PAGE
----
An Israeli couple was back in the news this week, for trying to use their deceased son’s sperm to create a child. Ohad Ben-Yaakov was injured in a work accident, spent two weeks in a coma, and then died. He was twenty-seven, unmarried, and had expressed no previous interest in fathering a child — at least not in any legally demonstrable sense. And yet, while he was comatose, his parents had his sperm extracted and are fighting for their right to use his sperm for in virtro fertilization.

And in so doing, raising a bunch of questions. Currently, Israeli law doesn't give ownership of reproduction to parents — only spouses — and the country does not recognize a right to grandparenthood. But there is a legal precedent for the case: in 2001, a mother won the right to use the sperm of her son for IVF after he’d been killed in the army, although attempts at artificial insemination using his sperm have been unsuccessful so far.

Israel has long been on the forefront of reproductive technology, and is culturally very pro-natalist. A Nerve commenter earlier this week put it somewhat flippantly, saying, “You'd be interested in fertility too if you were a tiny nation surrounded by larger enemies,” but she has a point. Traditionally, Judaism is a tribal religion — they don’t proselytize — and so have to grow by reproduction. Add to that the political terrors faced by Jews in the twentieth century and you get a culture that’s really into having babies.

Arizona bans race-and-gender-based abortion

And today in ethically thorny abortion news: Arizona has banned abortions decided on the basis of the race or sex of the unborn child. Under the law, the doctor performing the abortion would be penalized, but not the mother. No similar laws exist elsewhere in the nation. The bill was signed into law by Jan Brewer, Arizona’s very pro-life, maybe white-supremacist governor.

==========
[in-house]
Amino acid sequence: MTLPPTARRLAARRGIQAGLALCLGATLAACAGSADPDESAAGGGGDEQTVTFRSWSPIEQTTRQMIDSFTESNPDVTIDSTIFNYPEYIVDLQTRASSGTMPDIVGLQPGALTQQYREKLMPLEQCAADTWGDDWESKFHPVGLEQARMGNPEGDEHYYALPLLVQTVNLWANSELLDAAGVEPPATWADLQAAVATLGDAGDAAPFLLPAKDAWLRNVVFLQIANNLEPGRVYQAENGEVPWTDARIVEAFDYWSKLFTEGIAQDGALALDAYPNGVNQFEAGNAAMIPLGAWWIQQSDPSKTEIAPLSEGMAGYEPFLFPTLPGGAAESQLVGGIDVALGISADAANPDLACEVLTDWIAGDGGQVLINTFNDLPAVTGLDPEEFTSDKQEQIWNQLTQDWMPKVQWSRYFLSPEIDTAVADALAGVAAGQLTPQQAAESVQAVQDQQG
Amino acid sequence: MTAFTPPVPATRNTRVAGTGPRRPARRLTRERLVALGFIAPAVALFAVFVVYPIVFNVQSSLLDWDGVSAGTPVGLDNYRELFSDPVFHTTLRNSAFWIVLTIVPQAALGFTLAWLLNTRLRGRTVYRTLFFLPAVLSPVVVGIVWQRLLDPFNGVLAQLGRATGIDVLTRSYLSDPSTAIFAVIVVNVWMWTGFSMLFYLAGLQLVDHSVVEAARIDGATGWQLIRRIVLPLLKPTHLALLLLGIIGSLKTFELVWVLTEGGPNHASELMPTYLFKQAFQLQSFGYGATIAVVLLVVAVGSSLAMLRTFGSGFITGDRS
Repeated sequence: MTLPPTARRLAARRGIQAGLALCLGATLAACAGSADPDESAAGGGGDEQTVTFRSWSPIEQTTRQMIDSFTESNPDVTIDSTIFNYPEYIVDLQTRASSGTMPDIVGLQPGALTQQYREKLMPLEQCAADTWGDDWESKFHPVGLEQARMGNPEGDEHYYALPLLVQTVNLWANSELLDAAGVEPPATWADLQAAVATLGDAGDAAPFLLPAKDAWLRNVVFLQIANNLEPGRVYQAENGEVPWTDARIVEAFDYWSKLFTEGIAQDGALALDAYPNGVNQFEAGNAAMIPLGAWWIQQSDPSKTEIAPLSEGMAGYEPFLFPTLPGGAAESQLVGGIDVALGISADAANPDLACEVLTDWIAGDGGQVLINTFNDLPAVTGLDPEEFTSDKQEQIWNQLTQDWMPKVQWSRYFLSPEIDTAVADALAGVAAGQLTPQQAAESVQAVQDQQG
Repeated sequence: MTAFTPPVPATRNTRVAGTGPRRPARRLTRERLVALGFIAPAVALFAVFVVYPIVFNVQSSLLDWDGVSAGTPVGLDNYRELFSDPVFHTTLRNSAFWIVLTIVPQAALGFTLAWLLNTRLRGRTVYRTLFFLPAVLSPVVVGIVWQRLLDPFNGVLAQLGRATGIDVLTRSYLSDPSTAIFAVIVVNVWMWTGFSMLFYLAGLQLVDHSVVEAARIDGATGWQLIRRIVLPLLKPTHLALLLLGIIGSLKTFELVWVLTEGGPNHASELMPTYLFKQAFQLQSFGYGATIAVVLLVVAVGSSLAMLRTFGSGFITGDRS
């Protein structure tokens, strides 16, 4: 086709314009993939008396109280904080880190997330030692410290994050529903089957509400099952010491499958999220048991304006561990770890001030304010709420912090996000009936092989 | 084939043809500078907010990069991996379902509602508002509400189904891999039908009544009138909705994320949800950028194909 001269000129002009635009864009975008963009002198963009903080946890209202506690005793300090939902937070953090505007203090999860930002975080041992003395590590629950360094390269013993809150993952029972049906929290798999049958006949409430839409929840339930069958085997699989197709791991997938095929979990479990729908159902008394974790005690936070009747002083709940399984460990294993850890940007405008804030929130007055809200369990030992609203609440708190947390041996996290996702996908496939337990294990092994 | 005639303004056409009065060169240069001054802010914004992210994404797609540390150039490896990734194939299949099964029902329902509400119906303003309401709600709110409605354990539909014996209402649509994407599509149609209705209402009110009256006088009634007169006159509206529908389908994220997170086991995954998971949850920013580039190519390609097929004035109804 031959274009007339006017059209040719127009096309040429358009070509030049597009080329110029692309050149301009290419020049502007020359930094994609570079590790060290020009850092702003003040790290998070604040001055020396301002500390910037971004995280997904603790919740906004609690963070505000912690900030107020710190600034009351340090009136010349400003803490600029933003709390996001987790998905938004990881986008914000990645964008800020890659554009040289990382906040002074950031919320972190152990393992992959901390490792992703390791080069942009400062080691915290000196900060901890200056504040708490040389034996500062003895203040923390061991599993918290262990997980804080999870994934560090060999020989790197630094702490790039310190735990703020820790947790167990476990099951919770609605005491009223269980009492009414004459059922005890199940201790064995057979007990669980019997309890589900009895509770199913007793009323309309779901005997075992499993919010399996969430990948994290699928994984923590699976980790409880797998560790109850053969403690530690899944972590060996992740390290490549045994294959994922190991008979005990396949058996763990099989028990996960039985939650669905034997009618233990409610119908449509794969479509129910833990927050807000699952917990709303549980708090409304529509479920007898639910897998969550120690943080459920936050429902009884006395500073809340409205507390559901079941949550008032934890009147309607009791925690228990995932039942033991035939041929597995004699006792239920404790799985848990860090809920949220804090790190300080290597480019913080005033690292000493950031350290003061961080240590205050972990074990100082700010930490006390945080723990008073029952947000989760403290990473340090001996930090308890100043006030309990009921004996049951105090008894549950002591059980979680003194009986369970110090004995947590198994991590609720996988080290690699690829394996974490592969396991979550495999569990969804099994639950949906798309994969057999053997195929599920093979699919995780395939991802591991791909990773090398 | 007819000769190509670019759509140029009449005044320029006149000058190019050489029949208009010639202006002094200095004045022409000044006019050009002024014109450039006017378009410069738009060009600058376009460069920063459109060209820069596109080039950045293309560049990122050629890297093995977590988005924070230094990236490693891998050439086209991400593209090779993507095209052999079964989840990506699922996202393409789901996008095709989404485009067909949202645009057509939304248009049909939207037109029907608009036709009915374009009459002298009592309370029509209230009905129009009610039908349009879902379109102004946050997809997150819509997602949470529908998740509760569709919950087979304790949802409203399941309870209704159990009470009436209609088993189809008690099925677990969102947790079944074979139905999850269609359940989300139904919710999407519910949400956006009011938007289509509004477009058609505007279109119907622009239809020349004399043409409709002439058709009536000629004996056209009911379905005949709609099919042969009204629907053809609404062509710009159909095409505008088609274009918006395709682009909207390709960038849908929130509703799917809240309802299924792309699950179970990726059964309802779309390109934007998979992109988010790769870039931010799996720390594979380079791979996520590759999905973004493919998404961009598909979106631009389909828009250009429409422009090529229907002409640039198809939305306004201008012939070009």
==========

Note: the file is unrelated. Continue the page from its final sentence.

Here’s why it’s tough for a pro-life liberal: at face value, aborting a baby based on his race or sex is eugenics, more remnant of China in the 1950s than Tucson in 2011. That said, there’s actually no evidence that anyone was doing this in Tucson in 2011 — or really, anywhere in the US in the last generation.

Which is why such a ban, coming from a conservative juggernaut like Brewer in the great state of Arizona (which might be the new Florida), can’t help but feel like an attempt to creep towards banning abortion outright. Planned Parenthood officials are protesting the move, because it creates a legal incentive for a doctor to ask women to justify their choice to have an abortion (since not asking could leave them culpable).

Is George Clooney into Bunga Bunga?

In more cheerful news, we get to ask ourselves this week, “Is George Clooney into Bunga Bunga?” — Bunga Bunga, of course, being a newly minted word for a sex party that you have with Italian Prime Minister Silvio Berlusconi, and my vote for neologism of the year.

Clooney has been called to testify on behalf of Berlusconi in his upcoming trial, slated to start on April 6, on charges that the PM paid a seventeen year-old Moroccan girl to have sex with him at a sex party. Berlusconi and Clooney are both frantically protesting their innocence — the former by saying he did not have sexual relations with that woman, and the latter by saying he’s not really that tight with Berlusconi.

While I don’t know enough to speculate much, there's ample evidence that Berlusconi is a creep, a power-hungry leader whose idea of dealing with criticism about him is buying the newspaper that smeared him. That doesn't make him guilty of statutory rape. But having a type of sex party named after you can really only hurt in a case like this.